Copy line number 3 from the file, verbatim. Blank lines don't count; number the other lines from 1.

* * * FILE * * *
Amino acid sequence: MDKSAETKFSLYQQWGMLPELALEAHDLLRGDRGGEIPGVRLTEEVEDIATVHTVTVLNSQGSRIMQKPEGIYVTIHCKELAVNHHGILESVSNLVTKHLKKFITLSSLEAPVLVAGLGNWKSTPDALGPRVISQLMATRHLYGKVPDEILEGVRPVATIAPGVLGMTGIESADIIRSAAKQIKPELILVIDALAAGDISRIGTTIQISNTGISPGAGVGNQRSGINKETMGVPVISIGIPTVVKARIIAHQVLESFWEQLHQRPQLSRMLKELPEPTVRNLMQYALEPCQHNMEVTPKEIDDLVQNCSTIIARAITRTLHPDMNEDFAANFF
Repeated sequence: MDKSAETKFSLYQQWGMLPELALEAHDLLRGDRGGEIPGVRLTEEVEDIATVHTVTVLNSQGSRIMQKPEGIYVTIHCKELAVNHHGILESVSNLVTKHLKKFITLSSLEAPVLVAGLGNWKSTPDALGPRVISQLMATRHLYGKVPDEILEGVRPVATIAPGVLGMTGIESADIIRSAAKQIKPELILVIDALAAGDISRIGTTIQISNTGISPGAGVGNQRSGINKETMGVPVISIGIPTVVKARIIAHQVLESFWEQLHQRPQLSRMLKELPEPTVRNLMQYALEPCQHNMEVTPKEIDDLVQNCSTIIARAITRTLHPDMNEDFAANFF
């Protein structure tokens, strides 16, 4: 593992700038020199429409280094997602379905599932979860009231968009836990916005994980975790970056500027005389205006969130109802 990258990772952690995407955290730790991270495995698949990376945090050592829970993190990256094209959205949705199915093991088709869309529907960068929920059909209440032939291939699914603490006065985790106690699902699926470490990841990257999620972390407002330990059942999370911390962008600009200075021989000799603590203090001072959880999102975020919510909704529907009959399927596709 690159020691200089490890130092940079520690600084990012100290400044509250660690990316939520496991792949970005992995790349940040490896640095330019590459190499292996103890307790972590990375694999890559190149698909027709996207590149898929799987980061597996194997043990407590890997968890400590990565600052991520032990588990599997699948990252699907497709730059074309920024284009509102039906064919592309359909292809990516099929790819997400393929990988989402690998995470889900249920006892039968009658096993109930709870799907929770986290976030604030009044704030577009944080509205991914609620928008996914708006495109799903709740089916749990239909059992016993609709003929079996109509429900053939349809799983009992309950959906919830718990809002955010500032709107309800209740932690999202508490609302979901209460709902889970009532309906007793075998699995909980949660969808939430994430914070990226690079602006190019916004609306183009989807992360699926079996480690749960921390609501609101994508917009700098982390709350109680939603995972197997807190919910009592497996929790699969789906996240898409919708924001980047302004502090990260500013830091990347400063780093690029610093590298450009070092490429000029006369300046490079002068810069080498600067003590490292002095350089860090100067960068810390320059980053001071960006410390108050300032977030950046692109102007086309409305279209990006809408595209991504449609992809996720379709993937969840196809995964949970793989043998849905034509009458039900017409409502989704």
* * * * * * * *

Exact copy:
């Protein structure tokens, strides 16, 4: 593992700038020199429409280094997602379905599932979860009231968009836990916005994980975790970056500027005389205006969130109802 990258990772952690995407955290730790991270495995698949990376945090050592829970993190990256094209959205949705199915093991088709869309529907960068929920059909209440032939291939699914603490006065985790106690699902699926470490990841990257999620972390407002330990059942999370911390962008600009200075021989000799603590203090001072959880999102975020919510909704529907009959399927596709 690159020691200089490890130092940079520690600084990012100290400044509250660690990316939520496991792949970005992995790349940040490896640095330019590459190499292996103890307790972590990375694999890559190149698909027709996207590149898929799987980061597996194997043990407590890997968890400590990565600052991520032990588990599997699948990252699907497709730059074309920024284009509102039906064919592309359909292809990516099929790819997400393929990988989402690998995470889900249920006892039968009658096993109930709870799907929770986290976030604030009044704030577009944080509205991914609620928008996914708006495109799903709740089916749990239909059992016993609709003929079996109509429900053939349809799983009992309950959906919830718990809002955010500032709107309800209740932690999202508490609302979901209460709902889970009532309906007793075998699995909980949660969808939430994430914070990226690079602006190019916004609306183009989807992360699926079996480690749960921390609501609101994508917009700098982390709350109680939603995972197997807190919910009592497996929790699969789906996240898409919708924001980047302004502090990260500013830091990347400063780093690029610093590298450009070092490429000029006369300046490079002068810069080498600067003590490292002095350089860090100067960068810390320059980053001071960006410390108050300032977030950046692109102007086309409305279209990006809408595209991504449609992809996720379709993937969840196809995964949970793989043998849905034509009458039900017409409502989704």